But my main requirement was that it would be warm and cosy and big enough. It’s getting chilly here in the UK and I wanted one that was more than just a token quilt like a bed runner. It’s an ample size for me  and best of all with a wool batting and cosy flannel backing it’s lovely and warm. Just what I wanted.

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Do pop by the festival, I know it’s only the first day but there are already some stunning quilts. If you go down towards the bottom of this post the categories in the grey boxes take you straight to the quilts in that section of the festival. Enjoy!

Charity begins at home …. and with scraps

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You get the impression that some charity quilts are regarded as second best, to be considered when a quilt hasn’t worked out as planned.  Whilst I’ve tried hard with the gifted quilts to produce quilts I’d like to keep this one I fully admit was a long standing WIP made from the left over strips from a jelly roll of Marrakesh by Irene and Lewis about which I had my doubts….

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I’d extracted the pinks and greys from the jelly roll for a quilt for one of the children’s teachers who had got No. 1 son through a crucial maths exam. For that very significant achievement I would have cheerfully made her a king-size quilt but as a baby was on the way this seemed a rather more practical gift. It uses the Three Dudes pattern which is one of the many excellent video tutorials by Jenny Doan at the Missouri Star Quilt Company. The pinks work well together and the rather soft palette is suitable for a baby girl when you don’t know the nursery colours or preferences of Mum and Dad

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But for the ‘left over’ quilt which mostly came  together at a Project Linus quilt day run by Joy Edgington who, aside from the dubious pleasure of being my go-to quilting teacher, is the local coordinator, I really wasn’t sure about it. The strong yellow and blue just seemed to be overpowering it. Thanks to ironing fairy Lynn and Mariana who sewed some it with me much of the top was finished by the end of day.  But now it’s quilted and bound the magic has happened and I rather like it.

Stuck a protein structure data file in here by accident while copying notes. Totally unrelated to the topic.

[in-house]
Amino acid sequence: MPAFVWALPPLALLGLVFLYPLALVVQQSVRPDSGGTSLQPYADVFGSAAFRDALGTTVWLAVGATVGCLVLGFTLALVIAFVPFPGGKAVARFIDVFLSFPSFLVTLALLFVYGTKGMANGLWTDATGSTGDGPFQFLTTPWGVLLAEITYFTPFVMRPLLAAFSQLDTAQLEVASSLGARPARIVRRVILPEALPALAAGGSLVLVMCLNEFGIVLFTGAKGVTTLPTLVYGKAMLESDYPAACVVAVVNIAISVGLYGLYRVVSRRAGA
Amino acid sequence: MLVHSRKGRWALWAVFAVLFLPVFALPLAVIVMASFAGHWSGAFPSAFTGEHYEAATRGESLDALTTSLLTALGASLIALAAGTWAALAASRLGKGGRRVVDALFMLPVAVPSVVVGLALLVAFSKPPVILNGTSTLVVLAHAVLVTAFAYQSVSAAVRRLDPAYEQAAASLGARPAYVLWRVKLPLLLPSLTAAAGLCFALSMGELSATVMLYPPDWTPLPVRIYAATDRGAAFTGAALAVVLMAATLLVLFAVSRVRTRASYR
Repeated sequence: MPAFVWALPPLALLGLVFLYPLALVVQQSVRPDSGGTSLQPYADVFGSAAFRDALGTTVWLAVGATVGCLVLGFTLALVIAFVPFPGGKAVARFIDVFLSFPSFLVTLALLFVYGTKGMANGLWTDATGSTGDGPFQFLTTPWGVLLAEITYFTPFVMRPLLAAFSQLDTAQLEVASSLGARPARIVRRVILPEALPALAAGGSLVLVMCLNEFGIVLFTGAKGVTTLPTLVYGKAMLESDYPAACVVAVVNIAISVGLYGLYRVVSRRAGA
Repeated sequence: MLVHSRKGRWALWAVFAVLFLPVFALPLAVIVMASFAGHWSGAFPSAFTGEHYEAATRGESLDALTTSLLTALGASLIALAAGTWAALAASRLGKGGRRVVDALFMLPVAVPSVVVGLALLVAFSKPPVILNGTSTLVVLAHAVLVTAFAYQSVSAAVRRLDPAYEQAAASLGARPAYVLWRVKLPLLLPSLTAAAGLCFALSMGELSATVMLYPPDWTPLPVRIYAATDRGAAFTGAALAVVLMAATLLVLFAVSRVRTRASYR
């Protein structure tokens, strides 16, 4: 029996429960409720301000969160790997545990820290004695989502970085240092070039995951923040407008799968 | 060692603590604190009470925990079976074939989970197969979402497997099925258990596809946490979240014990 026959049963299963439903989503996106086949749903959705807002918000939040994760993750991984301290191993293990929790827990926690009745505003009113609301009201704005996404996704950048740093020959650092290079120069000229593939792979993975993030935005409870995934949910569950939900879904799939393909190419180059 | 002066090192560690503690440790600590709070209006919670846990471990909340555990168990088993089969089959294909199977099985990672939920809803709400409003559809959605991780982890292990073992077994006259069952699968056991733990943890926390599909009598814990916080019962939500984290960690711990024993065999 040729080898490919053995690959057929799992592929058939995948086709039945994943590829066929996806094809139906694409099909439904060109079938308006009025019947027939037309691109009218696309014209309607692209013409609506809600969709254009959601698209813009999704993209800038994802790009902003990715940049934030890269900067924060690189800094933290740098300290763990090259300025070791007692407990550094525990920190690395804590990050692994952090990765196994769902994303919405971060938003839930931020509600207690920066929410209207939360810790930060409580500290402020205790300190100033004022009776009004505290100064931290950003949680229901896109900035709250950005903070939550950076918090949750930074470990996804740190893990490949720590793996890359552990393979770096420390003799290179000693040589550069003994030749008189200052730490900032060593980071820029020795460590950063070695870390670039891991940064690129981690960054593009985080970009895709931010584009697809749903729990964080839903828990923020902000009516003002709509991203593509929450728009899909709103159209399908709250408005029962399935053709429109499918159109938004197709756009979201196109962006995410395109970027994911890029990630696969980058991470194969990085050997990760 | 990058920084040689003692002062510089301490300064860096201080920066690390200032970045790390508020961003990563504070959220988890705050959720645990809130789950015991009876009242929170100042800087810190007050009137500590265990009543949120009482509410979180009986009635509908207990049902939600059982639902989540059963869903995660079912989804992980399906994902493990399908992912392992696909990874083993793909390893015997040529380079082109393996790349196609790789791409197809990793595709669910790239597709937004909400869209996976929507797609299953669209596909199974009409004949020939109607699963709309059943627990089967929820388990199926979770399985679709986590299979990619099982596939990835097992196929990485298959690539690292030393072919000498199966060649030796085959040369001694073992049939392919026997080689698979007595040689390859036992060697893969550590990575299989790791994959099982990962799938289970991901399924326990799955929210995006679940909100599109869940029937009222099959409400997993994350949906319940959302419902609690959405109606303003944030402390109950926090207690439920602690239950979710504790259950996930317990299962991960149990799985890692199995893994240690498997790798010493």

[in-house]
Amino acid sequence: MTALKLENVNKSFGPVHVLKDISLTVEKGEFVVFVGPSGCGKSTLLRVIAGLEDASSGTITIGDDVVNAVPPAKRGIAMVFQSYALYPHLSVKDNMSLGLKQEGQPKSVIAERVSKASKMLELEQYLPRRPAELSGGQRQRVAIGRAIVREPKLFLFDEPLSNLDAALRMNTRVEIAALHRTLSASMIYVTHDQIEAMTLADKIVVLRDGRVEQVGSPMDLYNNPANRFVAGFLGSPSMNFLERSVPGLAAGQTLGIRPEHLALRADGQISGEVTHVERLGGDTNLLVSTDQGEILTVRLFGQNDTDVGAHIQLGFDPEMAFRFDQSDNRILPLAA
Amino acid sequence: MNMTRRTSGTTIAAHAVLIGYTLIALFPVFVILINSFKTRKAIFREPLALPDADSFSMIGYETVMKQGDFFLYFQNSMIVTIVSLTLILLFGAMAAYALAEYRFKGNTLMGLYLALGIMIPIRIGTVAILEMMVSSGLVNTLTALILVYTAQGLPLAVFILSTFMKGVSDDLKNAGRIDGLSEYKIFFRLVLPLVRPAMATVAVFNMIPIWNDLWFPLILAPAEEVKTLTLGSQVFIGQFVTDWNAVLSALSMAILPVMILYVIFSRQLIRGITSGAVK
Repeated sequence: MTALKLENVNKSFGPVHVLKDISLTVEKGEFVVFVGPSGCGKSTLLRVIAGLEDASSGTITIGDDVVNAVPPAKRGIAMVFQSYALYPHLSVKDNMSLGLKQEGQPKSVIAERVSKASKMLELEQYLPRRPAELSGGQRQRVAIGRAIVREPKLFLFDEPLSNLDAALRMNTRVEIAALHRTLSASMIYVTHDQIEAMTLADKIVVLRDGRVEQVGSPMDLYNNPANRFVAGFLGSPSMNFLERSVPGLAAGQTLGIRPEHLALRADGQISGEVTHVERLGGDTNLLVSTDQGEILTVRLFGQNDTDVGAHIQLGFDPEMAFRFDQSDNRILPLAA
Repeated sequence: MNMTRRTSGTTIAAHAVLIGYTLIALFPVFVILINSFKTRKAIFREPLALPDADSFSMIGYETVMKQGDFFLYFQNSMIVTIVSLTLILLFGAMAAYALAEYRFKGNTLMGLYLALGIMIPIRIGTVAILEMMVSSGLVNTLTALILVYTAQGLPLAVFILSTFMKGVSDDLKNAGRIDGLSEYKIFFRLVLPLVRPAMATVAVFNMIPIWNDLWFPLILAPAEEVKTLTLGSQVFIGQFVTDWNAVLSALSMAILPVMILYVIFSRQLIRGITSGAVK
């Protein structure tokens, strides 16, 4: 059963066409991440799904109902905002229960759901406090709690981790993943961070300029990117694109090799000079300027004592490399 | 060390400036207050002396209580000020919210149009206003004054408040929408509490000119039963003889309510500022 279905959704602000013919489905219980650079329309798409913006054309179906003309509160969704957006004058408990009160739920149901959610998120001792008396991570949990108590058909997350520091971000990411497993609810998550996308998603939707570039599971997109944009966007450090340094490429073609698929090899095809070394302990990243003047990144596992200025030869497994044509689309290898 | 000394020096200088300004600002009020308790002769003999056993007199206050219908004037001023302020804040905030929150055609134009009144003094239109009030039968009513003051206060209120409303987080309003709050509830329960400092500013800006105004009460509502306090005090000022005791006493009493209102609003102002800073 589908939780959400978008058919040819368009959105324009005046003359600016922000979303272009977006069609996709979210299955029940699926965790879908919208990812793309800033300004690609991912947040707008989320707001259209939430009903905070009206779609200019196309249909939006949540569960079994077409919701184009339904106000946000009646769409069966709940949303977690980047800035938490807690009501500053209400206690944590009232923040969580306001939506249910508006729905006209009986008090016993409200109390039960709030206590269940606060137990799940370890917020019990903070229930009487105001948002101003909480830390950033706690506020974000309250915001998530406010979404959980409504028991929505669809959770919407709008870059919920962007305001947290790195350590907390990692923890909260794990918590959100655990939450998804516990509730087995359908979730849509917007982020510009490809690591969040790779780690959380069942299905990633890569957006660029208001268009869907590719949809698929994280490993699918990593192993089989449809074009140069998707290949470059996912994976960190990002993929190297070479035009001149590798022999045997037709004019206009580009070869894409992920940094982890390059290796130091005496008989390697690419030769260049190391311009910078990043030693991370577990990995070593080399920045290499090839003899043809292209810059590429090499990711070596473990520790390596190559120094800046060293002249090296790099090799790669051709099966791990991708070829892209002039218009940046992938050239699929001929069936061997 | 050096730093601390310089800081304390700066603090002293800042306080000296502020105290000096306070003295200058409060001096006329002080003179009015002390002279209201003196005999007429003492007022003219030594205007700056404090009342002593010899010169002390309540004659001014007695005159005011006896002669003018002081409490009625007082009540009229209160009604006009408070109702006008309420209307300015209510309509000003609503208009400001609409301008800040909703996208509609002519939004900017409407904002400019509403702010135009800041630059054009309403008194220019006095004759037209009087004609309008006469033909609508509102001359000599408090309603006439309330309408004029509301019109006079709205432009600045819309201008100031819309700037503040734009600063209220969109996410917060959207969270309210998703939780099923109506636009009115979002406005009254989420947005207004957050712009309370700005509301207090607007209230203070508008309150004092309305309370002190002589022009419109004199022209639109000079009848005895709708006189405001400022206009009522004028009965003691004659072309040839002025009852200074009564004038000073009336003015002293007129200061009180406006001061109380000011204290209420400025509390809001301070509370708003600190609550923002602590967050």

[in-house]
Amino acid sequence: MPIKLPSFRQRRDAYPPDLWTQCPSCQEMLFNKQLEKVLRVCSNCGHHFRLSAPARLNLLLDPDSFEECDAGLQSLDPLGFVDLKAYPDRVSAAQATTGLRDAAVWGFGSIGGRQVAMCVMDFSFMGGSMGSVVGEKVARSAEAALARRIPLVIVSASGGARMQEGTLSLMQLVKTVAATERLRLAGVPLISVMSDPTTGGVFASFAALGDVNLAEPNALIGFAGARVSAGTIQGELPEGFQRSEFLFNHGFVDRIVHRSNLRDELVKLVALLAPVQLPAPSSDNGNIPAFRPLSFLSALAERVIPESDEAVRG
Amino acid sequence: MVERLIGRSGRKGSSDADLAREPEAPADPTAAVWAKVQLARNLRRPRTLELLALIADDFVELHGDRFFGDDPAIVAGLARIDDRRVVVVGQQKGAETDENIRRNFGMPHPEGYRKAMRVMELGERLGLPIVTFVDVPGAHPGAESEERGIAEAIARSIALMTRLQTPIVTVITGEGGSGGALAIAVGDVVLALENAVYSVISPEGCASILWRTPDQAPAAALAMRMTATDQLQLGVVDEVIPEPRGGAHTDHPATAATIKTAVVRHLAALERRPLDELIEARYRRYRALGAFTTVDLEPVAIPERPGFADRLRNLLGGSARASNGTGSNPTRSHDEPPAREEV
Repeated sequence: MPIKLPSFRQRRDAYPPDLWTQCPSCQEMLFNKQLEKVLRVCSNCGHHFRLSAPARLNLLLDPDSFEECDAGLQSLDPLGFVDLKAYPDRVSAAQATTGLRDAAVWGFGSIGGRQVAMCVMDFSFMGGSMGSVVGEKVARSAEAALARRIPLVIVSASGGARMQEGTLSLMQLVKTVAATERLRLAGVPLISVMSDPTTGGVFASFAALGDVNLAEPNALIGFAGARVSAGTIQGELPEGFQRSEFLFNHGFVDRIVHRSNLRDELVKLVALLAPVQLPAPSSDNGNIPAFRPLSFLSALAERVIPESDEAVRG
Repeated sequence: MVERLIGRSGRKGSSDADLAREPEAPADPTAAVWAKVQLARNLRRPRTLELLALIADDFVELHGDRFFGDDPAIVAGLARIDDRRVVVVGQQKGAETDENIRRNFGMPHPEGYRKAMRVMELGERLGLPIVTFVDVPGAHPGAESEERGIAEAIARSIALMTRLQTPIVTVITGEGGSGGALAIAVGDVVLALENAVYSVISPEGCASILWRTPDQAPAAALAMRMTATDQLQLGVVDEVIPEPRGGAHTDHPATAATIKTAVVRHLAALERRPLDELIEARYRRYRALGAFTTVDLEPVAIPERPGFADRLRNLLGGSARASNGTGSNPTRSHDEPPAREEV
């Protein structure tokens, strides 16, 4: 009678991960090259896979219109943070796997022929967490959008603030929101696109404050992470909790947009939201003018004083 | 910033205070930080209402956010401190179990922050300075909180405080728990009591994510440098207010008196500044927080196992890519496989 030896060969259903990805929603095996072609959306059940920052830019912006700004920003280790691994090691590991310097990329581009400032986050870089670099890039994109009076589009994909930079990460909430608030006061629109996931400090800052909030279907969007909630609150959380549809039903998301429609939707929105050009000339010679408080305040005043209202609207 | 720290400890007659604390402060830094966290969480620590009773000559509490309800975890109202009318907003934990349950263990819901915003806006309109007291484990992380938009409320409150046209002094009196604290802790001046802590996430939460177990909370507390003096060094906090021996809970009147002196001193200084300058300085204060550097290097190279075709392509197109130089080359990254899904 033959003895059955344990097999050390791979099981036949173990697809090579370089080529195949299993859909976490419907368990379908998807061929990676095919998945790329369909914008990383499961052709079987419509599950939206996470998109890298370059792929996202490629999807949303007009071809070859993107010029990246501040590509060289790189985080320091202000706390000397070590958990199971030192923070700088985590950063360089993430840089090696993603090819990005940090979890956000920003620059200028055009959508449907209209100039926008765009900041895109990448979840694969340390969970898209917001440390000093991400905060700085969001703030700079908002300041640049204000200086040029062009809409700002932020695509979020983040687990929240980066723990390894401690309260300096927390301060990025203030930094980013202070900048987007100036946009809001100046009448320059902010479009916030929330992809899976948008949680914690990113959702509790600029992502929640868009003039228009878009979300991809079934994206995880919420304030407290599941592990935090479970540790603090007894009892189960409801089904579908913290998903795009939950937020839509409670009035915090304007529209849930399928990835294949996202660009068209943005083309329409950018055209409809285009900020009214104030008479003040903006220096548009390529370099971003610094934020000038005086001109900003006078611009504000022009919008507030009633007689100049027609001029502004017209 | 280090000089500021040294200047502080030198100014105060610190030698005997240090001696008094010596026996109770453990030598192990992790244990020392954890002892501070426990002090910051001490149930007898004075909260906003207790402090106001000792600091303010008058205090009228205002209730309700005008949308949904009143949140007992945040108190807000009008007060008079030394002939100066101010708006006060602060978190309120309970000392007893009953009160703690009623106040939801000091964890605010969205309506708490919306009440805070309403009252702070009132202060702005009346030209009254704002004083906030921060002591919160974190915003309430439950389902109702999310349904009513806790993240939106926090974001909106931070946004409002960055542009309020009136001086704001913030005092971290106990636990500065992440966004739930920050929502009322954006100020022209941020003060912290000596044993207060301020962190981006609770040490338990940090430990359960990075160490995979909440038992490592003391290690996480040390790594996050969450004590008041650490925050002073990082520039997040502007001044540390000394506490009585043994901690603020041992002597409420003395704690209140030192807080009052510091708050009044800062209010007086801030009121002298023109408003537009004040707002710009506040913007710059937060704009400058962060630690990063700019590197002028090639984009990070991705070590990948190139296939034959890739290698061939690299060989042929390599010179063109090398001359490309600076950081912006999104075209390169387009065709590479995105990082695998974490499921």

I have to say that I wouldn’t recommend this pattern for a quick quilt finish. There are a lot of seams which take up fabric of course and per block it’s quite fiddly. This is in contrast to the quilt I made it last years Project Linus day which was chosen specifically because it looked to be a very efficient design and perfect for a jelly roll that got rejected for being too pink! Designed by Amy Friend, who I think is one of the most talented and original quilters out there, it’s called Interlock.

The next Project Linus quilt is this smaller cot quilt that was originally a FMQ practice piece for a FMQ course I went on led by Joy at New Pastures Quilting.

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I’ve been on some excellent quilting courses run by Joy and they have been so useful. Poor Joy is however is quite used to me having a slightly different approach in her sessions as I like to make what I want to make but she’s fab and very flexible. This was supposed to be a charm square sewing machine cover with us practicing motifs in the squares. But a baby quilt it became …..  I used available scraps, mostly Horizon by Kate Spain, a range I love and a batch of  Kona ash squares I miscut for another project. Obviously I’ve not been listening well enough in Joy’s quilting classes!!

I’m not sure you can make out the motifs but there are unintentionally grumpy cats at the top, some hearts in there, the word love and finally upside cars on the bottom. I guess you  can see why I need quilting classes!

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Linking up with Nicky for Scraptastic Tuesday.

Selfish sewing

imageThis is an entirely selfish quilt! It was made for my newly decorated bedroom and replaced  a very tatty bed runner that was made by me years ago  from spare curtain material and used an old blanket as wadding. This was before I started quilting proper. It looked okay but of course the cats’ claws have been working on it and pulling threads so a new one was needed. After all everyone else in the house, including the two cats, have their own quilts.

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The Quick Curve Ruler (QCR) made by Sew Kind of Wonderful, has been one of those rulers I bought ages ago and it has just been gathering dust.  I doubt very much if I’m the only one who does that! But I had bought the Urban Candy pattern at the same time having  seen quilts on line in this design which appealed to me. My main requirement was for a large, warm and cosy quilt that had rich warm colours, plenty of contrast and frankly not too much work.